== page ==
“Hey!”  the older man yelled, dropping Oxy on the sidewalk like a hot potato. “What the hell is it with this kitten?” He stared  in disbelief at the blood trickling  from the scratches.
“You got to be careful,” the younger man warned, “it could be rabies.”
Neither the younger man or the older man understood  that it was not rabies but the Oxycontin t that explained the kittens’ peculiar behavior. Only when Oxywas well down the line  did the kitten turn around to make sure  the older  man was not following him. The behavior of humans, especially the ones in pants, baffled him. Besides, he was exhausted from all his licking.  Now cold and tired, he wanted to  cuddle up with  Contin in the sun and take a catnap. . He meowed for her and she meowed back, coming over to him, and they rubbed noses, reaffirming their bond each other, cuddling together in the cold, as they took a break from their search for Oxycontin.  


Contin and Oxy cuddling in the cold




.


Sunday, January 16, 2011

"Portsmouth Boy": James R. Saddler, II


Frank Lewis of  the  Portsmouth Daily Times (PDT)  has already written  two fawning stories about James R. “Rich” Saddler, II, the “Portsmouth Boy,” as he has been dubbed since taking the oath of office (shown at left). To me, “Portsmouth Boy” sounds a lot like  “Good ol’ boy.” The biggest stigma anyone can have in Portsmouth, where Southern Hospitality Begins, is not to be a “Good ol’ boy,” born and bred. To be part of the Ol’ Boy network means you have connections you can count on to promote and, when necessary, protect you. In the words of Waylon Jennings’ “Good Ole Boys”:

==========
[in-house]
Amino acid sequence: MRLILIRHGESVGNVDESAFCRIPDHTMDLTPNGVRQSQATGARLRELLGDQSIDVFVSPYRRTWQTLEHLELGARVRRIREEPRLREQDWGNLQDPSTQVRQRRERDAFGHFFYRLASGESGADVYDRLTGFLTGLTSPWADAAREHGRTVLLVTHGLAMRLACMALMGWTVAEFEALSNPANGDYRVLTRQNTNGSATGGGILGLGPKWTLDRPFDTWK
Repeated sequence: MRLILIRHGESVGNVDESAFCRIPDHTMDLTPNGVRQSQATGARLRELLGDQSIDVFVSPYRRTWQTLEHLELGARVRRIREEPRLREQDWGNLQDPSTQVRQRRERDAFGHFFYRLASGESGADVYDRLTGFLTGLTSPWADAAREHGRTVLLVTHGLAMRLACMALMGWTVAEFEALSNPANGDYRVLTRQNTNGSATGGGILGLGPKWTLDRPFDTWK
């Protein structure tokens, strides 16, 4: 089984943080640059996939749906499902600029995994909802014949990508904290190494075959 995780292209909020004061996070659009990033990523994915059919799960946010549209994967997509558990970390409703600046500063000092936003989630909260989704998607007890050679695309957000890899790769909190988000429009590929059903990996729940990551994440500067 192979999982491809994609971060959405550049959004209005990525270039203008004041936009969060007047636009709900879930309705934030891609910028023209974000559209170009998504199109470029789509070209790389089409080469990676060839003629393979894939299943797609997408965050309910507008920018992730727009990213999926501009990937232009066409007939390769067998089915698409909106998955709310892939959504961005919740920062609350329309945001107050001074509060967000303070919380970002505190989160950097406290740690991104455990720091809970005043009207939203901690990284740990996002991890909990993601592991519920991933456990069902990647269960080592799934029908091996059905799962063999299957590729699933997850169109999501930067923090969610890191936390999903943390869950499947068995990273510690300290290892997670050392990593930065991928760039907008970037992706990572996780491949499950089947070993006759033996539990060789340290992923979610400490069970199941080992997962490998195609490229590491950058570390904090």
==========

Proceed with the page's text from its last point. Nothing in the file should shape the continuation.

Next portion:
Just the good ol’ boys,
Never meanin’ no harm.
Beats all you ever saw,
Getting in trouble with the law
                                                    Since the day they was born.         

Though he had previously shown no interest or involvement in city government, not even in attending city council meetings, Saddler was given the Ward Two council seat previously occupied by Rev. David Malone, the serial adulterer, who became mayor of Portsmouth by default, having been previously twice rejected soundly by voters in mayoral primaries. Malone’s are the soulless shoes Saddler will be attempting to fill as Ward Two councilman.  In  Portsmouth politics, if at first you don’t succeed, lie, lie again until  you eventually get the office you want without being elected to it. We’ve all seen this movie before: How to Succeed in Portsmouth Politics without Really Running for Office.
 How different Frank Lewis’  fawning treatment of James R. Saddler, the “Portsmouth Boy,” is from his   treatment of Mayor Jane Murray, the “Portsmouth  girl,”  whose recall from office was as much the result of Lewis’  biased and slanted reporting  as anything else. The facts  in this post about Saddler are just the kind that the PDT pays Lewis not to report.  These facts are a matter of public record and Lewis could have easily found them, if he didn’t already know about them. He could have found them on  his computer without leaving his office. But of course if he had done any  investigative reporting on Saddler or any of the other puppets who have been appointed to city council in the past, he would not keep his job at the PDT for  long.  He would have been fired,  just as Jeff Barron and Mike Deaterla, two able and honest reporters, were fired.
One for the Road